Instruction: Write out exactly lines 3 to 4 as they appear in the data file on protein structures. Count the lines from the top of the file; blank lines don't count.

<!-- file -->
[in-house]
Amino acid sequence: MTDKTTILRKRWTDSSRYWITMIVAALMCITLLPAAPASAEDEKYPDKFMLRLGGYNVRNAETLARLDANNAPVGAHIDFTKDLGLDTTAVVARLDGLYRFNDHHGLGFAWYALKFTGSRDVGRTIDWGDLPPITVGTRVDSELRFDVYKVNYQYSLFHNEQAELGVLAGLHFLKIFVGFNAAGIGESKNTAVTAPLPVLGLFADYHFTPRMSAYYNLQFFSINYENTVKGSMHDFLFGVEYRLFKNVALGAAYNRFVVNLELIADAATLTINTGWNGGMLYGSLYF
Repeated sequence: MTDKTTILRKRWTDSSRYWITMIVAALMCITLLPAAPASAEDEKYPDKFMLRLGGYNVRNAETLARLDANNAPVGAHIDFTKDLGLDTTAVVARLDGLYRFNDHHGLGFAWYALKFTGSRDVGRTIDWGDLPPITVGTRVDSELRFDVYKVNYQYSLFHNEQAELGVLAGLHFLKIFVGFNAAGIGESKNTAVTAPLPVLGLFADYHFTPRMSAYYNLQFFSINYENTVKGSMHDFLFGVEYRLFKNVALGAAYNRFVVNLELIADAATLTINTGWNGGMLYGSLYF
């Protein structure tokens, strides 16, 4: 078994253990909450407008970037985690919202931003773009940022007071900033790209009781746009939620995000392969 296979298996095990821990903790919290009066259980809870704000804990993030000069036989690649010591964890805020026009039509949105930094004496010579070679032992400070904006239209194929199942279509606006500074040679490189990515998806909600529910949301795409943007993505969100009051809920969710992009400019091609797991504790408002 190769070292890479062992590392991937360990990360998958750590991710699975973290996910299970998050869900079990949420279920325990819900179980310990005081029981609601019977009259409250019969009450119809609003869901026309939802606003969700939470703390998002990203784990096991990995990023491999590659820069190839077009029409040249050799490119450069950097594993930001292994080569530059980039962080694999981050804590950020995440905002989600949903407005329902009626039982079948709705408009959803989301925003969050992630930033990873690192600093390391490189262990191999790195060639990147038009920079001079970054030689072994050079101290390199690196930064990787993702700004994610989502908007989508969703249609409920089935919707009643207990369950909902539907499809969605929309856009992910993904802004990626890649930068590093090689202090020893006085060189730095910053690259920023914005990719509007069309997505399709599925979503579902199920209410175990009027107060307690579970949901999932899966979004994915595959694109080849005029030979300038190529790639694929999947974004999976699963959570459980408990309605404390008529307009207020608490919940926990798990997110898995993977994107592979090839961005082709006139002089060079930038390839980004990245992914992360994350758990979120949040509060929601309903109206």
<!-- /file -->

Repeated sequence: MTDKTTILRKRWTDSSRYWITMIVAALMCITLLPAAPASAEDEKYPDKFMLRLGGYNVRNAETLARLDANNAPVGAHIDFTKDLGLDTTAVVARLDGLYRFNDHHGLGFAWYALKFTGSRDVGRTIDWGDLPPITVGTRVDSELRFDVYKVNYQYSLFHNEQAELGVLAGLHFLKIFVGFNAAGIGESKNTAVTAPLPVLGLFADYHFTPRMSAYYNLQFFSINYENTVKGSMHDFLFGVEYRLFKNVALGAAYNRFVVNLELIADAATLTINTGWNGGMLYGSLYF
């Protein structure tokens, strides 16, 4: 078994253990909450407008970037985690919202931003773009940022007071900033790209009781746009939620995000392969 296979298996095990821990903790919290009066259980809870704000804990993030000069036989690649010591964890805020026009039509949105930094004496010579070679032992400070904006239209194929199942279509606006500074040679490189990515998806909600529910949301795409943007993505969100009051809920969710992009400019091609797991504790408002 190769070292890479062992590392991937360990990360998958750590991710699975973290996910299970998050869900079990949420279920325990819900179980310990005081029981609601019977009259409250019969009450119809609003869901026309939802606003969700939470703390998002990203784990096991990995990023491999590659820069190839077009029409040249050799490119450069950097594993930001292994080569530059980039962080694999981050804590950020995440905002989600949903407005329902009626039982079948709705408009959803989301925003969050992630930033990873690192600093390391490189262990191999790195060639990147038009920079001079970054030689072994050079101290390199690196930064990787993702700004994610989502908007989508969703249609409920089935919707009643207990369950909902539907499809969605929309856009992910993904802004990626890649930068590093090689202090020893006085060189730095910053690259920023914005990719509007069309997505399709599925979503579902199920209410175990009027107060307690579970949901999932899966979004994915595959694109080849005029030979300038190529790639694929999947974004999976699963959570459980408990309605404390008529307009207020608490919940926990798990997110898995993977994107592979090839961005082709006139002089060079930038390839980004990245992914992360994350758990979120949040509060929601309903109206």